To ensure the proper integration of a technical report in the international community, from this point on in the Recommendation process it must include a statement about how the technology relates to existing international standards and to related work outside of W3C.
Possible next maturity levels. After a Last Call review, the Working Group may request that the Director advance the technical report to Candidate Recommendation or Proposed Recommendation. If the Director does not advance the technical report to Candidate Recommendation or Proposed Recommendation, the Director must return it to Working Draft by announcement to all W3C groups.
Entrance criteria. Before advancing a technical report to Candidate Recommendation, the Director must be satisfied that:
The Working Group is not required to show that a technical report has two independent and interoperable implementations as part of a request to advance to Candidate Recommendation. However, the Working Group is encouraged to include a report of present and expected implementation as part of the request.
The request to the Director to advance a technical report to Candidate Recommendation should indicate whether the Working Group expects to satisfy any Proposed Recommendation entrance criteria beyond the default requirements (described below).
The Director advances a technical report to Candidate Recommendation by sending a call for implementation experience to the Advisory Committee (refer to "How to organize a Candidate Recommendation review" in the Member Guide [MEM9]). Advisory Committee representatives may appeal the decision to advance the technical report.
Duration of the implementation period. The Director's call for implementation experience must indicate a minimal duration for the Candidate Recommendation period (designed to allow time for review comments). The announcement should also include the Working Group's estimate of the time expected to gather sufficient implementation data.
Ongoing work. The Working Group may update the technical report during the Candidate Recommendation period if those updates clarify existing meaning or consensus.
Possible next maturity levels. After a Candidate Recommendation implementation period, the Working Group may request that the Director advance the technical report to Proposed Recommendation. If the Director does not advance the technical report to Proposed Recommendation, the Director must return the technical report to Working Draft by announcement to the Advisory Committee.
Entrance criteria. Before advancing a technical report to Proposed Recommendation, the Director must be satisfied that:
The Director advances a technical report to Proposed Recommendation by sending a call for review to the Advisory Committee (refer to "How to start Member review of a Proposed Recommendation" in the Member Guide [MEM9]). Advisory Committee representatives may appeal the decision to advance the technical report.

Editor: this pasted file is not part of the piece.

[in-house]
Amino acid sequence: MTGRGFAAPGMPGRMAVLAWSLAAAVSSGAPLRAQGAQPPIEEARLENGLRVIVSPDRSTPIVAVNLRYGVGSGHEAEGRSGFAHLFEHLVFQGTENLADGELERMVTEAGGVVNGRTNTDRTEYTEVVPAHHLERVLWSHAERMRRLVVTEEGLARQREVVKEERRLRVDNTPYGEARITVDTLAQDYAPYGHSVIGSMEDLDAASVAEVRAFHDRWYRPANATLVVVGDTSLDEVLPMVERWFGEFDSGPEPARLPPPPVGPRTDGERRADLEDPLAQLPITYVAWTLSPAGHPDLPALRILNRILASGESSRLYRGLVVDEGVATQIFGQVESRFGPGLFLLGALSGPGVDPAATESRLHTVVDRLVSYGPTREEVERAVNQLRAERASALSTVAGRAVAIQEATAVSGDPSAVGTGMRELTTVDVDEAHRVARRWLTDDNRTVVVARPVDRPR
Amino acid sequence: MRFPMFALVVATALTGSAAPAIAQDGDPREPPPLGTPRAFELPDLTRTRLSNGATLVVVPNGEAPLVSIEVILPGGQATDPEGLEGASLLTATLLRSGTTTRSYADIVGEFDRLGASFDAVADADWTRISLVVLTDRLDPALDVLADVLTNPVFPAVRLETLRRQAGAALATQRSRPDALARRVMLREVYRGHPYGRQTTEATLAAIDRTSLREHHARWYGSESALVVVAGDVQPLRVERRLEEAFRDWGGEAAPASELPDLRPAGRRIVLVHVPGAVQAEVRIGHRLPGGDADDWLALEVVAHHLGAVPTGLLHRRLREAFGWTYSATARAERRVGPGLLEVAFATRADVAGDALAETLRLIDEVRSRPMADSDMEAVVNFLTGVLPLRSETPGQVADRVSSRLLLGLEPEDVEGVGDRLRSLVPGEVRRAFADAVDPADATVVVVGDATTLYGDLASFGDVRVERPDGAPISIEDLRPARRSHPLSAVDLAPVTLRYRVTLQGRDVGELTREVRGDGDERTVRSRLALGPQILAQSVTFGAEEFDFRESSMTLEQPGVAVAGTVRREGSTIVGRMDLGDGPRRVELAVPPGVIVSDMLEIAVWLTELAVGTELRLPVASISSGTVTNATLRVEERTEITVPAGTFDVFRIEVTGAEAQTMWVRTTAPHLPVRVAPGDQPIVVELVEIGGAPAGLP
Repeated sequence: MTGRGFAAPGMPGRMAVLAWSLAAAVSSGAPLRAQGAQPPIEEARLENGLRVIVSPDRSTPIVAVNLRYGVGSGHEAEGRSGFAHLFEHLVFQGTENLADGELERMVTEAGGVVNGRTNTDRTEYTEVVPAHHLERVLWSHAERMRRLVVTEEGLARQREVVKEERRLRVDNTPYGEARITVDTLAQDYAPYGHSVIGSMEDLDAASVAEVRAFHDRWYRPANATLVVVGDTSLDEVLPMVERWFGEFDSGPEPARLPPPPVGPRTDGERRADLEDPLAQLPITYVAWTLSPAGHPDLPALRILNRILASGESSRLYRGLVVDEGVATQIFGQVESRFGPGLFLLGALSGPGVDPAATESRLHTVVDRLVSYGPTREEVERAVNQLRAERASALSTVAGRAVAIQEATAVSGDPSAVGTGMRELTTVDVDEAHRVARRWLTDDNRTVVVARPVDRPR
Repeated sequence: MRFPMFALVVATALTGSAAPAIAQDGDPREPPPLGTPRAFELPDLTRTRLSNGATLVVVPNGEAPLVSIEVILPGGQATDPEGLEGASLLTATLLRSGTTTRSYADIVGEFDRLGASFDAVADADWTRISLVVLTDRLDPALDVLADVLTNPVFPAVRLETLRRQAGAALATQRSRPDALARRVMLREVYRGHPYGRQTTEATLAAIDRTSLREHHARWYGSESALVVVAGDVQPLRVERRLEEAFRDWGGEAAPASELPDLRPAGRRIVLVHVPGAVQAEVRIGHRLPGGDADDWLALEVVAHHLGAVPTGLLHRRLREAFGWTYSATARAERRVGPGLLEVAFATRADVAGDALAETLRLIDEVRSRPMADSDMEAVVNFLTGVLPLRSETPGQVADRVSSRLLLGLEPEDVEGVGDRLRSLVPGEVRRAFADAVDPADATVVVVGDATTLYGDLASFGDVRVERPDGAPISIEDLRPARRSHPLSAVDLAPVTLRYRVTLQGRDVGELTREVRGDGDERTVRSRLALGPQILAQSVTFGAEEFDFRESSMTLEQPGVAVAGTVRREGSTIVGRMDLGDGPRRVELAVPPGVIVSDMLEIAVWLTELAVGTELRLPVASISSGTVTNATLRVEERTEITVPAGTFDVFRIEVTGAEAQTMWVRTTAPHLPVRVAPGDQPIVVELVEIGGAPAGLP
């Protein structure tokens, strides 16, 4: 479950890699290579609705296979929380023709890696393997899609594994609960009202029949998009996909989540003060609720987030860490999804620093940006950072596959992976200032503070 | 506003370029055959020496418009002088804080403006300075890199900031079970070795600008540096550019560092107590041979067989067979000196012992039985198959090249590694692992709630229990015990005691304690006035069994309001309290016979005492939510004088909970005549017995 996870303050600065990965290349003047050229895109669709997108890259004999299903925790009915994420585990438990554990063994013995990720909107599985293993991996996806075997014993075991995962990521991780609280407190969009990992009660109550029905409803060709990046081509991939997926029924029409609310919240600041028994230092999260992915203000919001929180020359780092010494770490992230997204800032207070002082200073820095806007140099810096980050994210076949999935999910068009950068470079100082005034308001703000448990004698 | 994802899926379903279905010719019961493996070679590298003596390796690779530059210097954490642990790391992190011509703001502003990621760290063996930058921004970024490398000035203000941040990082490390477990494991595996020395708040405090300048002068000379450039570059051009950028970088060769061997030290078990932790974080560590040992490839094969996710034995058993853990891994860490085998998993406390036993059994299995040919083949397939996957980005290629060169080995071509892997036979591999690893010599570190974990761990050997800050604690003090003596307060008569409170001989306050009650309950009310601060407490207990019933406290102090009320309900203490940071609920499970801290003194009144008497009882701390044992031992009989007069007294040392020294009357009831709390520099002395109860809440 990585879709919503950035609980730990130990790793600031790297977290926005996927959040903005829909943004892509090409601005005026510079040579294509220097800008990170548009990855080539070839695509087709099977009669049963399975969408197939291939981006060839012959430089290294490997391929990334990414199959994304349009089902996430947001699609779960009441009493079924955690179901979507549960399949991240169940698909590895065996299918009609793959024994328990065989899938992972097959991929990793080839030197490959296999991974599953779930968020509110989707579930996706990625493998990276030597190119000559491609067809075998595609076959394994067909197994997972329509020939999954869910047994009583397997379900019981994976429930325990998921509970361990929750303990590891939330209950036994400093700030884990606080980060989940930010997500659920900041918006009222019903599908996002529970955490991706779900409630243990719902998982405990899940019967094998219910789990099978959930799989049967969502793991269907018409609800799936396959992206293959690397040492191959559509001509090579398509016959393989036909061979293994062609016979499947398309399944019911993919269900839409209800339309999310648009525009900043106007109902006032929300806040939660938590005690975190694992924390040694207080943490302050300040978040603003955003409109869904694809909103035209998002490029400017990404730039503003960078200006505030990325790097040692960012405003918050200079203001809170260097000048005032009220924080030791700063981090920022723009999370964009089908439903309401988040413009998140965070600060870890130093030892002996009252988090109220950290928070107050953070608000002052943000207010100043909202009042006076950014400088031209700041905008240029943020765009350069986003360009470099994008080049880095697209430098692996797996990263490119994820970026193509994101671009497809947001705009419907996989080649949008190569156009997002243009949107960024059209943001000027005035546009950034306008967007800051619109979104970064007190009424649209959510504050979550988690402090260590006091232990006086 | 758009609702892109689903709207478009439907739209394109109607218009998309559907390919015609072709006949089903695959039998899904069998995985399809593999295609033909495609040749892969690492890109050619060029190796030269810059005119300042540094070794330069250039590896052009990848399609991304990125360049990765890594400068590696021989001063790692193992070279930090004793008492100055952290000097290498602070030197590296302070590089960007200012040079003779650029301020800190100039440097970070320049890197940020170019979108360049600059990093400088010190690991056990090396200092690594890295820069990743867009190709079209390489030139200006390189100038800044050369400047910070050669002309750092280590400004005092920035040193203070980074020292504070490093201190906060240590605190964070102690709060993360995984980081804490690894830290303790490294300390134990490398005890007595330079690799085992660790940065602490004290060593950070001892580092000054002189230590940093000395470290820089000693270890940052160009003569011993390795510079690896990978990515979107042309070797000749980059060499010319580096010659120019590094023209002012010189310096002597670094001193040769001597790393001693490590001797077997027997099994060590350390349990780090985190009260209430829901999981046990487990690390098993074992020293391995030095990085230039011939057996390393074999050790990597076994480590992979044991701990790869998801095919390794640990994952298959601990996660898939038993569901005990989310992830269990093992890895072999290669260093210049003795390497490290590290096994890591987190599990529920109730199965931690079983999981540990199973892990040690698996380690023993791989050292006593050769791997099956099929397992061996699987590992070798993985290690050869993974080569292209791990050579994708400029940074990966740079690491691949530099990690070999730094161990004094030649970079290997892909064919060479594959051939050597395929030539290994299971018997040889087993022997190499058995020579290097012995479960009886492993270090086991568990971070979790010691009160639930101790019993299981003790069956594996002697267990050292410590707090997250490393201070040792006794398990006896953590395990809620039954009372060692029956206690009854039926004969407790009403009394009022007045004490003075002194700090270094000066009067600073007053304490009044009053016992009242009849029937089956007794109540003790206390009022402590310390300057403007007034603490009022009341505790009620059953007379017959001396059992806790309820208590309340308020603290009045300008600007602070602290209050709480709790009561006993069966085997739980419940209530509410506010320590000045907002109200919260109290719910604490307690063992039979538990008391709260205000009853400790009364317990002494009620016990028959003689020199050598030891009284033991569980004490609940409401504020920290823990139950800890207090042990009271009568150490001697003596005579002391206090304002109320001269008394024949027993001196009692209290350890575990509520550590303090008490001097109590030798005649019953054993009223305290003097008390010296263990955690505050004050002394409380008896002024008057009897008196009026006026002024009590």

Duration of the review. The Proposed Recommendation review period must be at least four weeks.
Ongoing work. During the Proposed Recommendation review period, the Working Group should request endorsement and support from the Membership (e.g., testimonials for a press release).
The Director should ask the Working Group to address, in a timely manner, significant issues raised by the Advisory Committee during a Proposed Recommendation review. If asked by the Director, the Working Group must formally address these issues. Formal replies may be sent to reviewers after the end of the review (e.g., for reviews sent at the end of the review period). Note: The Team contact must make every effort to ensure appropriate confidentiality when conveying issues raised by Advisory Committee representatives to the Working Group.
During a Proposed Recommendation review, the Working Group should also formally address informed and relevant issues raised outside the Advisory Committee (e.g., by the public or another W3C Working Group), and report them to the Director in a timely fashion.
Advisory Committee representatives should encourage a thorough review by their organization of the technical report at Last Call or earlier, rather than at the Proposed Recommendation stage. Advisory Committee representatives may still raise issues in their review about the technical content of a Proposed Recommendation.
Possible next maturity levels. The Director may advance the technical report to Recommendation, possibly with minor changes from the version reviewed by the Advisory Committee. If the Director does not advance the technical report to Recommendation, the Director must return the technical report to either Candidate Recommendation or Working Draft.